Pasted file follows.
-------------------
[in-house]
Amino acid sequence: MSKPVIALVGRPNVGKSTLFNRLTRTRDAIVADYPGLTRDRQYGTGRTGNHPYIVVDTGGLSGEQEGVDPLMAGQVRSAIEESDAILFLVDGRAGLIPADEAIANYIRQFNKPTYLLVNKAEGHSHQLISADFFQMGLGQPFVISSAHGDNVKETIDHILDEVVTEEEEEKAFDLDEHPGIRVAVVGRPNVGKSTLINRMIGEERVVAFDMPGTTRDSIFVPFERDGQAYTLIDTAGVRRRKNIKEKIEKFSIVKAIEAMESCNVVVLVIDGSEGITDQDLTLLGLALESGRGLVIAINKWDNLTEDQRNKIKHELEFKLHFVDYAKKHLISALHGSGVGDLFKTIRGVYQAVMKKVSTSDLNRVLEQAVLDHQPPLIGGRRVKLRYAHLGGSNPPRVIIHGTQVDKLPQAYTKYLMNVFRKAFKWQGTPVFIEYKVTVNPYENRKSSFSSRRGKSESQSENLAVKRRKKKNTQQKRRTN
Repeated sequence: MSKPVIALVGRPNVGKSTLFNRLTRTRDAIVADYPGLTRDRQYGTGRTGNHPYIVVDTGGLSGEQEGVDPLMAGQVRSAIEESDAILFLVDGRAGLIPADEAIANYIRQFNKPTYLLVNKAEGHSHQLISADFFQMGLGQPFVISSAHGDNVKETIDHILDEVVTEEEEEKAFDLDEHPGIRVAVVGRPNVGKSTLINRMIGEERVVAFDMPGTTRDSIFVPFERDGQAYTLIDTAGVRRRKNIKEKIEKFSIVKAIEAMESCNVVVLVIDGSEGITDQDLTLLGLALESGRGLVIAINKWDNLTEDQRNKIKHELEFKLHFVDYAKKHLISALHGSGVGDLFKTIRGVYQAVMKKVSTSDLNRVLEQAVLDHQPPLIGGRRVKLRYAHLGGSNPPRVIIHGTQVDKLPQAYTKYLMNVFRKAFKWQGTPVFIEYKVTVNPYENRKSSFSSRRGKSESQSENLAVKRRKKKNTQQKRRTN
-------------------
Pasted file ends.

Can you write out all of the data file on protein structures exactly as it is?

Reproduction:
[in-house]
Amino acid sequence: MSKPVIALVGRPNVGKSTLFNRLTRTRDAIVADYPGLTRDRQYGTGRTGNHPYIVVDTGGLSGEQEGVDPLMAGQVRSAIEESDAILFLVDGRAGLIPADEAIANYIRQFNKPTYLLVNKAEGHSHQLISADFFQMGLGQPFVISSAHGDNVKETIDHILDEVVTEEEEEKAFDLDEHPGIRVAVVGRPNVGKSTLINRMIGEERVVAFDMPGTTRDSIFVPFERDGQAYTLIDTAGVRRRKNIKEKIEKFSIVKAIEAMESCNVVVLVIDGSEGITDQDLTLLGLALESGRGLVIAINKWDNLTEDQRNKIKHELEFKLHFVDYAKKHLISALHGSGVGDLFKTIRGVYQAVMKKVSTSDLNRVLEQAVLDHQPPLIGGRRVKLRYAHLGGSNPPRVIIHGTQVDKLPQAYTKYLMNVFRKAFKWQGTPVFIEYKVTVNPYENRKSSFSSRRGKSESQSENLAVKRRKKKNTQQKRRTN
Repeated sequence: MSKPVIALVGRPNVGKSTLFNRLTRTRDAIVADYPGLTRDRQYGTGRTGNHPYIVVDTGGLSGEQEGVDPLMAGQVRSAIEESDAILFLVDGRAGLIPADEAIANYIRQFNKPTYLLVNKAEGHSHQLISADFFQMGLGQPFVISSAHGDNVKETIDHILDEVVTEEEEEKAFDLDEHPGIRVAVVGRPNVGKSTLINRMIGEERVVAFDMPGTTRDSIFVPFERDGQAYTLIDTAGVRRRKNIKEKIEKFSIVKAIEAMESCNVVVLVIDGSEGITDQDLTLLGLALESGRGLVIAINKWDNLTEDQRNKIKHELEFKLHFVDYAKKHLISALHGSGVGDLFKTIRGVYQAVMKKVSTSDLNRVLEQAVLDHQPPLIGGRRVKLRYAHLGGSNPPRVIIHGTQVDKLPQAYTKYLMNVFRKAFKWQGTPVFIEYKVTVNPYENRKSSFSSRRGKSESQSENLAVKRRKKKNTQQKRRTN